(NEXSTAR) — A mountain within Yellowstone National Park, has a new name as part of the Department of Interior’s process to remove derogatory terms from the names of federal lands.
Secretary of the Interior Deb Haaland kickstarted the process to review and replace derogatory names of the nation’s geographic features in November order, in the process declaring “squaw” a derogatory term,
Following a 15-0 vote by the U.S. Board of Geographic Names — the federal body responsible for “maintaining uniform geographic name usage throughout the federal government” – Mount Doane became the latest feature to be renamed. It is now named First Peoples Mountain, the National Park Service announced.
The 10,551-foot peak found east of Yellowstone Lake in Wyoming was previously named after U.S. Army Lt. Gustavus Doane.
Who is Gustavus Doane?
Doane was born in Illinois in 1840 but grew up in California, according to Montana State University. After graduating from the University of the Pacific at Santa Clara, he enlisted in a volunteer unit known as the California Hundred. The unit was later absorbed by the Second Massachusetts Volunteer Cavalry.
In 1867, Doane became mayor of Yazoo, City, Mississippi, before becoming a second lieutenant in the Second U.S. Cavalry. For the next 24 years, Doane served with this unit and was stationed throughout Montana, California, and Arizona. Doane was part of the Washburn-Langford-Doane expedition in 1870, where he and others explored present-day Yellowstone National Park.
After a white fur trader was allegedly murdered, Doane led an attack on a band of Piegan Blackfeet, research has found. The Marias Massacre of 1870 left at least 173 American Indians dead, including women, children suffering from smallpox, and elderly Tribal members.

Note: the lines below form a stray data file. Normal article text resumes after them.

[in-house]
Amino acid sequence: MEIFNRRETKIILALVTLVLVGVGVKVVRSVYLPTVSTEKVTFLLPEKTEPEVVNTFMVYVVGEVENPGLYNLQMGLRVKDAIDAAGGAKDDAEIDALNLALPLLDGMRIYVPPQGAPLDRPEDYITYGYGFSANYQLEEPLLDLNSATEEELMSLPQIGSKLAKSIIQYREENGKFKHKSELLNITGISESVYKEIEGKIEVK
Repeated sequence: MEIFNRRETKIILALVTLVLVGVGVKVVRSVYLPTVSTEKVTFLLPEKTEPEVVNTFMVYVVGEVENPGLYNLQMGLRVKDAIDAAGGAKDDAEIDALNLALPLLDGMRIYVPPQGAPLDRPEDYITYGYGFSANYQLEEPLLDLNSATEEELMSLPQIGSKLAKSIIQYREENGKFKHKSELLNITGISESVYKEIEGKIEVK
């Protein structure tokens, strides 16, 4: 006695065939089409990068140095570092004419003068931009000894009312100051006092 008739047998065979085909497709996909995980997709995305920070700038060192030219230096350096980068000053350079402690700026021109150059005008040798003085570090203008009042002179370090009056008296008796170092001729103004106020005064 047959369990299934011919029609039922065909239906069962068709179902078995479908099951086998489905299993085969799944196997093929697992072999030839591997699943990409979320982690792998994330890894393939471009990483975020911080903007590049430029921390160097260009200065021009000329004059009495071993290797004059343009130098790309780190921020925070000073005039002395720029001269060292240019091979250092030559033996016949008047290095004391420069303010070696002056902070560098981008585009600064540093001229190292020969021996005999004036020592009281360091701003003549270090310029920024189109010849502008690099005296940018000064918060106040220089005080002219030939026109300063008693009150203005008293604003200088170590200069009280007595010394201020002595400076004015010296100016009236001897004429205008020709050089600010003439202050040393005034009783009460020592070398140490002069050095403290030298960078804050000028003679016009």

“Doane wrote fondly about this attack and bragged about it for the rest of his life,” NPS explained.
Doane also tried – and failed – to become superintendent of the park toward the end of his life, Montana State University reports.
Renaming Mount Doane
Following suggestions from the Rocky Mountain Tribal Council, votes within the Wyoming Board of Geographic Names, and support from NPS, the vote to rename Mount Doane was held earlier this month.
In the months leading up to the vote, Yellowstone officials spoke with 27 associated Tribes and said there was no opposition to the name First Peoples Mountain. The park may have additional features renamed to remove derogatory or inappropriate names.
Piikani Nation Chief Stan Grier calls the name change “long overdue.”
According to the Board of Geographic Names, there are 17 other geographic features with ‘Doane’ in their name, including Doane Peak in Grand Teton National Park. Not all of the sites are named after Gustavus Doane, though, like Sam Doane Mountain in North Carolina.
“Words matter, particularly in our work to make our nation’s public lands and waters accessible and welcoming to people of all backgrounds. Consideration of these replacements is a big step forward in our efforts to remove derogatory terms whose expiration dates are long overdue,” Haaland said earlier this year.
Both the Secretary of the Interior and the Board on Geographic Names have previously nixed other derogatory terms. In the 1960s and 70s, derogatory terms related to Black and Japanese people were eliminated.
The Associated Press contributed to this report.